Dcreate (folder);        /* make sure it exists         <5> */
                scrp_write (folder);     /* write the clipboard folder  <6> */
                scrp_read (scrap_path);  /* read it back in */
                free (folder);

        /* delete any SCRAP.* files currently in the scrap directory */
        strcpy (dirname, scrap_path);
        strcat (dirname, "SCRAP.*");
        if (findfirst (dirname, cur_file, 664) == 0) {          // <7>
                do {
                        char * filename = malloc (sizeof(char) * PATH_MAX);
                        if (strcmp (cur_file->ff_name, ".") == 0) continue;
                        if (strcmp (cur_file->ff_name, "..") == 0) continue;
                        strcpy (filename, scrap_path);
                        strcat (filename, cur_file->ff_name);
                        remove (filename);
                } while (findnext (cur_file) == 0);
        /* Write data as plain text */
        strcat (scrap_path, "SCRAP.TXT");                       // <8>
  1. First, look in some standard environment variables for an existing path to the scrap folder.

  2. If one is not found, use scrap_read to see if GEM already has a record of the scrap folder.

  3. If one was found, use that one by copying it to scrap_path.

  4. If no existing path has been found, then we need to create the scrap folder.

  5. Create folder "CLIPBRD" in the current drive.

  6. And set it as the scrap folder using scrap_write, reading this back into scrap_path using scrap_read.

  7. Use findfirst and findnext to loop through all the "SCRAP.*" files existing in the scrap folder, to delete them.

  8. Finally, append the name of the scrap file to the path.

The following code can be used to update the clipboard observers, given the path of the scrap folder. The message types and appl_search functions are only suitable for later versions of TOS 4.0+, so don’t use this function on TOS 2.06 or earlier on your Atari ST.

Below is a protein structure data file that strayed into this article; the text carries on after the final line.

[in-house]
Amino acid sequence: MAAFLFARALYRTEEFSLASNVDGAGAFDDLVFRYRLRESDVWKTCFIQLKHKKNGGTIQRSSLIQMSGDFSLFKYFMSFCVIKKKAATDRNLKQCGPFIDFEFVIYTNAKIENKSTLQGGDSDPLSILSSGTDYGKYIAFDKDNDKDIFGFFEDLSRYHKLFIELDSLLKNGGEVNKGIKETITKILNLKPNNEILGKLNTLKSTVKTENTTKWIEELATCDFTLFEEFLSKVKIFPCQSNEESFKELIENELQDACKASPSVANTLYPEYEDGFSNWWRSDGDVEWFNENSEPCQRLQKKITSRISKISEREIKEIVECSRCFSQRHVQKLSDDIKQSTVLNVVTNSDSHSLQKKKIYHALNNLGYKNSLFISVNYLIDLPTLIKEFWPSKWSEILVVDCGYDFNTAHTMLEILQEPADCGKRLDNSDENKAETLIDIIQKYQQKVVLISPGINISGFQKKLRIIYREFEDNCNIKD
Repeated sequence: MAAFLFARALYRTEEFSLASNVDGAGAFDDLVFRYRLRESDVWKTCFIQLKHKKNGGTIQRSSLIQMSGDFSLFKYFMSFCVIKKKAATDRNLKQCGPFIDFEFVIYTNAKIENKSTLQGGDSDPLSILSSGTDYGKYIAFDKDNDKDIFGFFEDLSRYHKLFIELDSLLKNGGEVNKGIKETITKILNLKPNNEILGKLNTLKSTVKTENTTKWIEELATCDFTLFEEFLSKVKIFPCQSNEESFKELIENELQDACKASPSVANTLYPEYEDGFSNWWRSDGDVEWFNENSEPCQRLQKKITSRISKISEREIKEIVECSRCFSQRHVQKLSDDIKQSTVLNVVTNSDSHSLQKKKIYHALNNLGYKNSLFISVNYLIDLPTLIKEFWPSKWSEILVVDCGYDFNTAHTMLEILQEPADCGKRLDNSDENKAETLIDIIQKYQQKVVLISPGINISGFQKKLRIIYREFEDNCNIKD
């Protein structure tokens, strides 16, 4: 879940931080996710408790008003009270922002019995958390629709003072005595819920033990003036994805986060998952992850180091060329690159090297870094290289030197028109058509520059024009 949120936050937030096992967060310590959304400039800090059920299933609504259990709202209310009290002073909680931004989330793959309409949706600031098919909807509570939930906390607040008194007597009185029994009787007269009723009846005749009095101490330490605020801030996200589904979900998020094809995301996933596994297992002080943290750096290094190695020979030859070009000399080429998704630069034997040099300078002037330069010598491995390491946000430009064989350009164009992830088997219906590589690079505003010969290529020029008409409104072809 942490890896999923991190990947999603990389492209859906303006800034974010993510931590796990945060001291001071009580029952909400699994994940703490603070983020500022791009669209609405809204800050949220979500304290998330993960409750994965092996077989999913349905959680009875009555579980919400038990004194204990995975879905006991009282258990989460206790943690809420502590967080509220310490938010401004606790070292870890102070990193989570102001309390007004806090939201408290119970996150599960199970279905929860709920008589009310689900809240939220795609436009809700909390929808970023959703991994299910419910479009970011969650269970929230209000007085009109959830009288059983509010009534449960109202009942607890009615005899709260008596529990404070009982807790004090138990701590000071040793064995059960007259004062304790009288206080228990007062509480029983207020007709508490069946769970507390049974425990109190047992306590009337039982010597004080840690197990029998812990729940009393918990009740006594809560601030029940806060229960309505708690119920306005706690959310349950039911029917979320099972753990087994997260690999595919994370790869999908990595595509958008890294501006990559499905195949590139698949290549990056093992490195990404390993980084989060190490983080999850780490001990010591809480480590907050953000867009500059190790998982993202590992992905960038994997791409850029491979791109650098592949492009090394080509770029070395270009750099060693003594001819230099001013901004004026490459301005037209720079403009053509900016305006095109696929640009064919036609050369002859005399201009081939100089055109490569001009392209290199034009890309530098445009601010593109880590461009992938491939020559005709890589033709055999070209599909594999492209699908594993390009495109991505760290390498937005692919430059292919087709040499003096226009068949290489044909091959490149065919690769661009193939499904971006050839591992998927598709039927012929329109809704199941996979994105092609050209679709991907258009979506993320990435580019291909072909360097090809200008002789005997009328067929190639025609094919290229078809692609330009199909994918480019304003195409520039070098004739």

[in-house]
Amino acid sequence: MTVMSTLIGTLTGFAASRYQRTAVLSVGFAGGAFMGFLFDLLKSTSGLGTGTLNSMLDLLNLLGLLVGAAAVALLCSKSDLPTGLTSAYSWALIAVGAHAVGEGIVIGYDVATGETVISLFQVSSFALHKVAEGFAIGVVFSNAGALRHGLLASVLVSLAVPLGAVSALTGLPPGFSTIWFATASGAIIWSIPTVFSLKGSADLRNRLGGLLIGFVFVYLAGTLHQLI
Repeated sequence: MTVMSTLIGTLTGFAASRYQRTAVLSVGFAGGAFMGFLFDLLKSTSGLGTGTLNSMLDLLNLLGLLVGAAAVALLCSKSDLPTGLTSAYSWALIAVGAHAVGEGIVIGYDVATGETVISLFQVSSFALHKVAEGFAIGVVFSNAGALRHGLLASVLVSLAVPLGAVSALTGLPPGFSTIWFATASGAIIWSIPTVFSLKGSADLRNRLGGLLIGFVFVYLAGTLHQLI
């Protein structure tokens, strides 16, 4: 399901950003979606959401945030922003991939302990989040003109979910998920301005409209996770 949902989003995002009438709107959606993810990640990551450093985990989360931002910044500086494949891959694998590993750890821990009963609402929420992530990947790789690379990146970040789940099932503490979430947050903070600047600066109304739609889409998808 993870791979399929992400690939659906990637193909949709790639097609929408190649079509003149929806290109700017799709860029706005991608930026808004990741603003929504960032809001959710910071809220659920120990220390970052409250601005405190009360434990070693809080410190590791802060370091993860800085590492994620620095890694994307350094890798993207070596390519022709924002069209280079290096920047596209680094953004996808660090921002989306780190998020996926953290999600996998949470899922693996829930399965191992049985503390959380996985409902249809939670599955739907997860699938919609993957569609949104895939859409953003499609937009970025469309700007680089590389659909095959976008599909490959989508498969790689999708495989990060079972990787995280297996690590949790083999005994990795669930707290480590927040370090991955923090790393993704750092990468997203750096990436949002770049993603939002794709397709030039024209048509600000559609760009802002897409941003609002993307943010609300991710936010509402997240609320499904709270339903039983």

void update_clipboard_observers (char * path) {
        short msg[8] = {0, 0, 0, 0, 0, 0, 0, 0};
        char name[PATH_MAX];
        int id, type;

        if (strlen(path) < 3) return; /* if too short to be a path */

        /* update desktop                                       <1> */
        msg[0] = SH_WDRAW;
        msg[1] = app_handle;
        msg[3] = toupper(path[0]) - 'A';                      // <2>
        if (appl_search (APP_DESK, name, &type, &id) == 1) {  // <3>
                appl_write (id, 0, msg);                      // <4>

        /* inform other applications                            <5> */
        msg[0] = SC_CHANGED;
        msg[3] = 0x0002; /* updated a text file */
        if (appl_search (APP_FIRST, name, &type, &id) == 1) { // <6>
                do {
                        appl_write (id, 0, msg);              // <7>
                } while (appl_search (APP_NEXT, name, &type, &id) == 1); // <8>
  1. If the desktop is showing the scrap folder, then we want it to refresh its display.

  2. The third argument gives the drive number: 0 is A, 2 is C etc.

  3. Finds the id reference for the desktop.

  4. Sends the desktop the message to update its display of the given drive.

  5. Other applications may be dealing with the scrap folder, so we let them know the scrap folder has changed.

  6. Use appl_search to locate the first application.

  7. Send the message to the current application.

  8. Loop with the next application, until all applications have been called.

16.2. Examples

Of my own programs, only BibFind uses the scrap library:

For a sophisticated use of the scrap library, and indeed GEM in general, see GEMClip: